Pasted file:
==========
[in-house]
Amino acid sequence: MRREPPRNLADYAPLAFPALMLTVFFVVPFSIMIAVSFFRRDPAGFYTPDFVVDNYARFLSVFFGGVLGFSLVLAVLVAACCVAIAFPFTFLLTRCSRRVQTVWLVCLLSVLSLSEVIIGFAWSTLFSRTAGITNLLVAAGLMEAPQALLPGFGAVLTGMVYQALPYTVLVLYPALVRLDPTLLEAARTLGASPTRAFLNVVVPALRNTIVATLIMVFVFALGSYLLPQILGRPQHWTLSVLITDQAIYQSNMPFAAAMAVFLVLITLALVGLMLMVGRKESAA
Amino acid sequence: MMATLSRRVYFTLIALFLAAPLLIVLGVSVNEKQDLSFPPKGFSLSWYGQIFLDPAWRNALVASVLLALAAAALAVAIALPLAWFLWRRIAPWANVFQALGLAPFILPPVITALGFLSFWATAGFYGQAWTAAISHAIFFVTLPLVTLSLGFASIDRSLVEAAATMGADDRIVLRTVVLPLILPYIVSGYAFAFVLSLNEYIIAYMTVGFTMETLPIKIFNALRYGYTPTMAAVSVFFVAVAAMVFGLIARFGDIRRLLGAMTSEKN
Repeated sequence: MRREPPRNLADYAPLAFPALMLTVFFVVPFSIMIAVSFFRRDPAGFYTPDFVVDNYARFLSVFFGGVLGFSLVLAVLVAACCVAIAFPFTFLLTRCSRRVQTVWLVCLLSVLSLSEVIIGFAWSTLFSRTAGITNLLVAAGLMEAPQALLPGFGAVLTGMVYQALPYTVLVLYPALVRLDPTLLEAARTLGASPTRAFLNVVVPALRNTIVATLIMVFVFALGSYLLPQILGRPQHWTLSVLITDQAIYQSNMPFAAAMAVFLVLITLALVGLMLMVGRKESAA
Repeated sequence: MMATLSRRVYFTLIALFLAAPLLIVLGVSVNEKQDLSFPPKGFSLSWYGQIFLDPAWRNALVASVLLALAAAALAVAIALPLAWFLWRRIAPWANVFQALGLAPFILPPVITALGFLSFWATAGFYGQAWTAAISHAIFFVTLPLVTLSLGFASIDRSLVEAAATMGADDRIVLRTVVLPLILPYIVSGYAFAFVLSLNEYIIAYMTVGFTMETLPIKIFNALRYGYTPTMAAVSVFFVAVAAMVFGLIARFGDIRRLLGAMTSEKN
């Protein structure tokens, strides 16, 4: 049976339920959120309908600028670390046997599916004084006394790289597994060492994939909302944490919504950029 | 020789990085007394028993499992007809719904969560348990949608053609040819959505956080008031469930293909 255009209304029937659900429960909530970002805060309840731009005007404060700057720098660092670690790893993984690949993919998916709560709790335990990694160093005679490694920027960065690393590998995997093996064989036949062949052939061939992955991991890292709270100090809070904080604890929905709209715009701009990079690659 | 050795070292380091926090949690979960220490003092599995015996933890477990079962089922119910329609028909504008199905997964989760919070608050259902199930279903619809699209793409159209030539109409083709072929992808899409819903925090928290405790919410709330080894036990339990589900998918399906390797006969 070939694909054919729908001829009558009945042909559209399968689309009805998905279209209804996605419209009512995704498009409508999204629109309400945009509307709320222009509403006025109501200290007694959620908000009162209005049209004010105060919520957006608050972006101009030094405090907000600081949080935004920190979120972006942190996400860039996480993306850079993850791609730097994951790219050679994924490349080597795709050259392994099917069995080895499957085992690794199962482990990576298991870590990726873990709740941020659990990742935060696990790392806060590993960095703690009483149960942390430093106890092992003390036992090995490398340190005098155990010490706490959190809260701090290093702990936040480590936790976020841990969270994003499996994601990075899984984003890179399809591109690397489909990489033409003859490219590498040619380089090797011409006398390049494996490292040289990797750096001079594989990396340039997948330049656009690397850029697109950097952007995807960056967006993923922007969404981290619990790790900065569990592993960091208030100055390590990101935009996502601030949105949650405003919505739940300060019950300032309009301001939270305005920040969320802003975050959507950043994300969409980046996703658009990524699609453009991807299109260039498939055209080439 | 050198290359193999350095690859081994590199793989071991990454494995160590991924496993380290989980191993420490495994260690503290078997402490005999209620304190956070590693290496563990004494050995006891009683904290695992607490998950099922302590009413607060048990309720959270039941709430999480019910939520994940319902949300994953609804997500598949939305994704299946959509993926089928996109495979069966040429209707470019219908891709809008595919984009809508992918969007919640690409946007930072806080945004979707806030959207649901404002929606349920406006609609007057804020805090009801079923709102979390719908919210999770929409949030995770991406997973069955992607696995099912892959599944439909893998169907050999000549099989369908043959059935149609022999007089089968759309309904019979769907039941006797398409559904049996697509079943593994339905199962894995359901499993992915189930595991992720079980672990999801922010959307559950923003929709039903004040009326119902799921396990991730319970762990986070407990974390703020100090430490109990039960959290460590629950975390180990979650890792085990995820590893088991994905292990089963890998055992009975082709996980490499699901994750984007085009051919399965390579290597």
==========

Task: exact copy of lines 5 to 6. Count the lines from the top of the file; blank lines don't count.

Repeated sequence: MMATLSRRVYFTLIALFLAAPLLIVLGVSVNEKQDLSFPPKGFSLSWYGQIFLDPAWRNALVASVLLALAAAALAVAIALPLAWFLWRRIAPWANVFQALGLAPFILPPVITALGFLSFWATAGFYGQAWTAAISHAIFFVTLPLVTLSLGFASIDRSLVEAAATMGADDRIVLRTVVLPLILPYIVSGYAFAFVLSLNEYIIAYMTVGFTMETLPIKIFNALRYGYTPTMAAVSVFFVAVAAMVFGLIARFGDIRRLLGAMTSEKN
């Protein structure tokens, strides 16, 4: 049976339920959120309908600028670390046997599916004084006394790289597994060492994939909302944490919504950029 | 020789990085007394028993499992007809719904969560348990949608053609040819959505956080008031469930293909 255009209304029937659900429960909530970002805060309840731009005007404060700057720098660092670690790893993984690949993919998916709560709790335990990694160093005679490694920027960065690393590998995997093996064989036949062949052939061939992955991991890292709270100090809070904080604890929905709209715009701009990079690659 | 050795070292380091926090949690979960220490003092599995015996933890477990079962089922119910329609028909504008199905997964989760919070608050259902199930279903619809699209793409159209030539109409083709072929992808899409819903925090928290405790919410709330080894036990339990589900998918399906390797006969 070939694909054919729908001829009558009945042909559209399968689309009805998905279209209804996605419209009512995704498009409508999204629109309400945009509307709320222009509403006025109501200290007694959620908000009162209005049209004010105060919520957006608050972006101009030094405090907000600081949080935004920190979120972006942190996400860039996480993306850079993850791609730097994951790219050679994924490349080597795709050259392994099917069995080895499957085992690794199962482990990576298991870590990726873990709740941020659990990742935060696990790392806060590993960095703690009483149960942390430093106890092992003390036992090995490398340190005098155990010490706490959190809260701090290093702990936040480590936790976020841990969270994003499996994601990075899984984003890179399809591109690397489909990489033409003859490219590498040619380089090797011409006398390049494996490292040289990797750096001079594989990396340039997948330049656009690397850029697109950097952007995807960056967006993923922007969404981290619990790790900065569990592993960091208030100055390590990101935009996502601030949105949650405003919505739940300060019950300032309009301001939270305005920040969320802003975050959507950043994300969409980046996703658009990524699609453009991807299109260039498939055209080439 | 050198290359193999350095690859081994590199793989071991990454494995160590991924496993380290989980191993420490495994260690503290078997402490005999209620304190956070590693290496563990004494050995006891009683904290695992607490998950099922302590009413607060048990309720959270039941709430999480019910939520994940319902949300994953609804997500598949939305994704299946959509993926089928996109495979069966040429209707470019219908891709809008595919984009809508992918969007919640690409946007930072806080945004979707806030959207649901404002929606349920406006609609007057804020805090009801079923709102979390719908919210999770929409949030995770991406997973069955992607696995099912892959599944439909893998169907050999000549099989369908043959059935149609022999007089089968759309309904019979769907039941006797398409559904049996697509079943593994339905199962894995359901499993992915189930595991992720079980672990999801922010959307559950923003929709039903004040009326119902799921396990991730319970762990986070407990974390703020100090430490109990039960959290460590629950975390180990979650890792085990995820590893088991994905292990089963890998055992009975082709996980490499699901994750984007085009051919399965390579290597």